Let Us Now Praise Crazy Mofos

Heinz Stücke: Pedaling the Planet

Jun 1, 2004
Outside Magazine

Heinz Stucke: Pedaling the Planet
IN 1962, 22-YEAR-OLD tool and die maker Heinz Stücke rode out of Hövelhof, Germany, on a three-speed bicycle, with $300 in his pocket and a plan to see the world. After 42 years and 300,000 miles, there's still more he wants to see. Sometime in the early eighties, after two decades with no fixed address, Stücke decided to extend his trip to every country on the globe.

"It was clear that I wasn't going to stop," he says. "One day I said, 'I am going to drop dead on my bicycle.' " So in 1996, when he notched his last country—the Seychelles—he just kept going.

At first, he pedaled simply to "see around the next corner." But as the years piled up, he was driven as much by not wanting to return home, citing "the fear of going back to the factory, and to the very small-minded people in my village."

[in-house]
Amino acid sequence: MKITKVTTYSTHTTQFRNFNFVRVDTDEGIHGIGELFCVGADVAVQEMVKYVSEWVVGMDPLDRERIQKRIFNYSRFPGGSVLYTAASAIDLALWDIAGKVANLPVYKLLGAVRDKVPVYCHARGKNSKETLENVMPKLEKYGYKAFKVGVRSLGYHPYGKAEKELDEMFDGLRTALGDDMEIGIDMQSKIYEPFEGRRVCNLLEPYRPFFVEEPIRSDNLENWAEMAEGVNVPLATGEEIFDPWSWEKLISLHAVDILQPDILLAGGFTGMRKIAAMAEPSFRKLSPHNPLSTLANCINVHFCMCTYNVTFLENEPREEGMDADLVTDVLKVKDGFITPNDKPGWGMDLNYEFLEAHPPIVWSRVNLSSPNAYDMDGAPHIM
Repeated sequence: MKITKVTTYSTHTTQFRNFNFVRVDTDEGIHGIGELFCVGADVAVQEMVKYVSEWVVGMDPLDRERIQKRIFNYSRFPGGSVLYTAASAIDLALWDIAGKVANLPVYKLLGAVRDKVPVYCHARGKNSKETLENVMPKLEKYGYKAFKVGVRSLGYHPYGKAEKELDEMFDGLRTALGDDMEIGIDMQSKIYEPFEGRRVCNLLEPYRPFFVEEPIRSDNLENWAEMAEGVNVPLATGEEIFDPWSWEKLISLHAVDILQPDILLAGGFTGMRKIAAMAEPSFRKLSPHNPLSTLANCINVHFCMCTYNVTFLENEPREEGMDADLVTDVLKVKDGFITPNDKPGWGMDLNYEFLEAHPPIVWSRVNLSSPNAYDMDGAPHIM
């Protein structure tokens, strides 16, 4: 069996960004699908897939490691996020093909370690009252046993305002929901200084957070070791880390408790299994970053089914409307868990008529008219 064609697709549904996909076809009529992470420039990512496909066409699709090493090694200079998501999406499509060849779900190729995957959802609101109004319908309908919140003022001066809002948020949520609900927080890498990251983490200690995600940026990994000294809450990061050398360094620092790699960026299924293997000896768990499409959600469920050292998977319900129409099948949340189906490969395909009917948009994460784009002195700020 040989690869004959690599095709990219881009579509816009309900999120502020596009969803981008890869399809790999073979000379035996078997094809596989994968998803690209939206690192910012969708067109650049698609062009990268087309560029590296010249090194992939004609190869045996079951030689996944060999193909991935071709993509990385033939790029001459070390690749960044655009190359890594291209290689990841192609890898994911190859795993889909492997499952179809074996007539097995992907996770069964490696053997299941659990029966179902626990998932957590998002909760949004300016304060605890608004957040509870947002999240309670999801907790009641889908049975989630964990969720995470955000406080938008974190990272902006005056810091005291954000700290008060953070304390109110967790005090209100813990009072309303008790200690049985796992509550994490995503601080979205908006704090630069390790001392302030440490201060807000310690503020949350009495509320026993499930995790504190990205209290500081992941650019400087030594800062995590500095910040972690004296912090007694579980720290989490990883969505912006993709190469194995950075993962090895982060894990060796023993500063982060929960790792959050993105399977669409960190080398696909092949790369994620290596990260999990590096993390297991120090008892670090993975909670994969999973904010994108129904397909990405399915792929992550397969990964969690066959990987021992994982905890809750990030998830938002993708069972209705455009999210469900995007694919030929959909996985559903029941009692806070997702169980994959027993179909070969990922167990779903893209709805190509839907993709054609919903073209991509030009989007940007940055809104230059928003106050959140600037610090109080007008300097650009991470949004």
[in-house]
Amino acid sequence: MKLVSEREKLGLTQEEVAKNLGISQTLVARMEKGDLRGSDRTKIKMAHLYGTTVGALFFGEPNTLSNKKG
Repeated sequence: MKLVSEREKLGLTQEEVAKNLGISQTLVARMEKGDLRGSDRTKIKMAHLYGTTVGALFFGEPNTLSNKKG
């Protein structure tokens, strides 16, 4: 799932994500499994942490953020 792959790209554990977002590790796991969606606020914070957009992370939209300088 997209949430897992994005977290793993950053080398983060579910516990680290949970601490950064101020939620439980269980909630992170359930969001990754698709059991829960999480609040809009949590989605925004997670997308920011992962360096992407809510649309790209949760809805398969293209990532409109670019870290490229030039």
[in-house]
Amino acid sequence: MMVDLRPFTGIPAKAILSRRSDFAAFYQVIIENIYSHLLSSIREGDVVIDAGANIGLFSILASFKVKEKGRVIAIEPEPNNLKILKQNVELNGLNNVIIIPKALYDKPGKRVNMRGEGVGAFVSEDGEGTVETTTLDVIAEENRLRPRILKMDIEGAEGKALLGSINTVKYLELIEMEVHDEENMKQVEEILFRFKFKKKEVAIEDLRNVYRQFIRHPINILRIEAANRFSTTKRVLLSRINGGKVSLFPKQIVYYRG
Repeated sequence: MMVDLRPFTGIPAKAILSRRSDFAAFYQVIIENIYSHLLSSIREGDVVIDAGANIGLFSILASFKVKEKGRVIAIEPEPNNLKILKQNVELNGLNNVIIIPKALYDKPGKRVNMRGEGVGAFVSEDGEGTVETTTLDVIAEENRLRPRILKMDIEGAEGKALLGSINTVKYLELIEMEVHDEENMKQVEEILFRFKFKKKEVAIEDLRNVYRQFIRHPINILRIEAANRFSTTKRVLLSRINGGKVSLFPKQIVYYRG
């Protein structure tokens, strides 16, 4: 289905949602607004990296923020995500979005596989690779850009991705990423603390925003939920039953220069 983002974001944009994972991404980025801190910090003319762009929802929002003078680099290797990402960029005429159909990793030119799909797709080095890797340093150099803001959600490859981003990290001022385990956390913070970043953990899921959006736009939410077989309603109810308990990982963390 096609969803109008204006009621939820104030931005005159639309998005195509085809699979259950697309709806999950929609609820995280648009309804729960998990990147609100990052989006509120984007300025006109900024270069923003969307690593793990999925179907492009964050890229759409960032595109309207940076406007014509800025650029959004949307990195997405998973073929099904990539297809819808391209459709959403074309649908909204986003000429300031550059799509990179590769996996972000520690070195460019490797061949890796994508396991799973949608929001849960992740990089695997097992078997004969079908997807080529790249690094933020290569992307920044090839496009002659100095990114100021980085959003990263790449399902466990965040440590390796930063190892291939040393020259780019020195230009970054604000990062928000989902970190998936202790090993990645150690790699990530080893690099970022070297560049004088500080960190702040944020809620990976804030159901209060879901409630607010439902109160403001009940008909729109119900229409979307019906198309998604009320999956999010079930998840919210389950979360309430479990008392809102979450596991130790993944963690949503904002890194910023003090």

Stücke, a compact man with a friendly smile, says he averages 68 miles a day, lugging 80-plus pounds of gear. He's spent around $130,000 in all, funding his travels with sales of an autobiographical booklet and photographs, and occasional donations—including, in 1963, $500 from Ethiopia's emperor at the time, Haile Selassie. Along the way, he's been hit by a truck in Chile's Atacama Desert, chased by an angry Haitian mob, beaten unconscious by Egyptian soldiers, detained by Cameroon's military for "slandering the state" ("I have no idea what I did wrong," says Stücke), and attacked by bees while bathing in a river in Mozambique. But even when Zimbabwean rebels shot him in the foot, in 1980, Stücke never considered quitting. "In the middle of Africa, you don't have a choice, anyway," he says. "You don't go to the nearest airport and fly home."

Now 64, Stücke has set up temporary shop in Paris to sort through souvenirs, photos, and letters he accumulated during his days on the road. Since 2001, finances have limited his travels to half the year, but he's chasing the 22 or so remaining territories—like Greenland and Christmas Island—that he needs to capture the title of world's most traveled person.

"It is not my real ambition, but it is something to keep your eyes on," he says of the record. "Which is what we all need, isn't it?"

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